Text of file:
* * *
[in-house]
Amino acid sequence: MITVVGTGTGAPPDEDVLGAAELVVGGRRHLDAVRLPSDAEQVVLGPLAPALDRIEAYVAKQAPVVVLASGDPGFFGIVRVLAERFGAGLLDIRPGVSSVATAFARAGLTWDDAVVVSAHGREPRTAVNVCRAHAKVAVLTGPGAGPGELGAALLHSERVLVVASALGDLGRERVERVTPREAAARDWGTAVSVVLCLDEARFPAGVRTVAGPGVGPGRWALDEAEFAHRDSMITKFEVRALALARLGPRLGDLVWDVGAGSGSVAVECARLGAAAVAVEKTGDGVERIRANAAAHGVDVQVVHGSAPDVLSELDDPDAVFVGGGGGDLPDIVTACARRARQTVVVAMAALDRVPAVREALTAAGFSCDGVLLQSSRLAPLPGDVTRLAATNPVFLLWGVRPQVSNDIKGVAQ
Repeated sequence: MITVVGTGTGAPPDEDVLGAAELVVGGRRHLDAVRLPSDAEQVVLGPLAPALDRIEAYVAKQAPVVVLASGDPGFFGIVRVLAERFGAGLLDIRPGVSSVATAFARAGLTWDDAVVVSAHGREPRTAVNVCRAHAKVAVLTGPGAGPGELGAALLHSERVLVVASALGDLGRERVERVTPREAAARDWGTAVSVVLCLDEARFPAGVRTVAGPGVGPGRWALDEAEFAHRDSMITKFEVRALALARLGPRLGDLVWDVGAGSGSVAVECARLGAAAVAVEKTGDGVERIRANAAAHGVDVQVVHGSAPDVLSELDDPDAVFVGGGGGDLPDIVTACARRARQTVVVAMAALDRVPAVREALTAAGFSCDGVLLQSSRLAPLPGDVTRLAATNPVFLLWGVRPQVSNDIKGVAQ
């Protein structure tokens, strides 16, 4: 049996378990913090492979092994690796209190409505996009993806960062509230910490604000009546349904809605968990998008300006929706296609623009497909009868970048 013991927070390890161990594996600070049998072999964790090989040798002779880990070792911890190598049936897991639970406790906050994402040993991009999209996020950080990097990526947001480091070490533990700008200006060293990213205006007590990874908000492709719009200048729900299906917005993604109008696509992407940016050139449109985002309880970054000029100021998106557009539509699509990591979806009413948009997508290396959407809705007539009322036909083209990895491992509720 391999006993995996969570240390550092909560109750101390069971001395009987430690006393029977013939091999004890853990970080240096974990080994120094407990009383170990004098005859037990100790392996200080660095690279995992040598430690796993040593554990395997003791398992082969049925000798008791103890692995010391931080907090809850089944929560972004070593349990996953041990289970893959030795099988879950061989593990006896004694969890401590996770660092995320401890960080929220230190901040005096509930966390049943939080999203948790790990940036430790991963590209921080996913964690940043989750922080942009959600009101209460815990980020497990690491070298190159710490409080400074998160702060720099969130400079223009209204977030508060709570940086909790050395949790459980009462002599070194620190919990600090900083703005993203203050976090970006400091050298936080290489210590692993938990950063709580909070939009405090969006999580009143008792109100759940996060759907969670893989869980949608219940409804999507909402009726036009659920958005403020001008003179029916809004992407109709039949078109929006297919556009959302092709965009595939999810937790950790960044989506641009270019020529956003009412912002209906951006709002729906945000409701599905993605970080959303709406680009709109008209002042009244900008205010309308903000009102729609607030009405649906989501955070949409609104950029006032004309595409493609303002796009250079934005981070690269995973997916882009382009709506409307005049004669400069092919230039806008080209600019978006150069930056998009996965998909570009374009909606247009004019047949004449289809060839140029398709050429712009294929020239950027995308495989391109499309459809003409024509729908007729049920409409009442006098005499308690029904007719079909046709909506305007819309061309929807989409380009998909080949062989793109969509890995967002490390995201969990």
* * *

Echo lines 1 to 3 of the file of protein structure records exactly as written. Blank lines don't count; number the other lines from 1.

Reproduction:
[in-house]
Amino acid sequence: MITVVGTGTGAPPDEDVLGAAELVVGGRRHLDAVRLPSDAEQVVLGPLAPALDRIEAYVAKQAPVVVLASGDPGFFGIVRVLAERFGAGLLDIRPGVSSVATAFARAGLTWDDAVVVSAHGREPRTAVNVCRAHAKVAVLTGPGAGPGELGAALLHSERVLVVASALGDLGRERVERVTPREAAARDWGTAVSVVLCLDEARFPAGVRTVAGPGVGPGRWALDEAEFAHRDSMITKFEVRALALARLGPRLGDLVWDVGAGSGSVAVECARLGAAAVAVEKTGDGVERIRANAAAHGVDVQVVHGSAPDVLSELDDPDAVFVGGGGGDLPDIVTACARRARQTVVVAMAALDRVPAVREALTAAGFSCDGVLLQSSRLAPLPGDVTRLAATNPVFLLWGVRPQVSNDIKGVAQ
Repeated sequence: MITVVGTGTGAPPDEDVLGAAELVVGGRRHLDAVRLPSDAEQVVLGPLAPALDRIEAYVAKQAPVVVLASGDPGFFGIVRVLAERFGAGLLDIRPGVSSVATAFARAGLTWDDAVVVSAHGREPRTAVNVCRAHAKVAVLTGPGAGPGELGAALLHSERVLVVASALGDLGRERVERVTPREAAARDWGTAVSVVLCLDEARFPAGVRTVAGPGVGPGRWALDEAEFAHRDSMITKFEVRALALARLGPRLGDLVWDVGAGSGSVAVECARLGAAAVAVEKTGDGVERIRANAAAHGVDVQVVHGSAPDVLSELDDPDAVFVGGGGGDLPDIVTACARRARQTVVVAMAALDRVPAVREALTAAGFSCDGVLLQSSRLAPLPGDVTRLAATNPVFLLWGVRPQVSNDIKGVAQ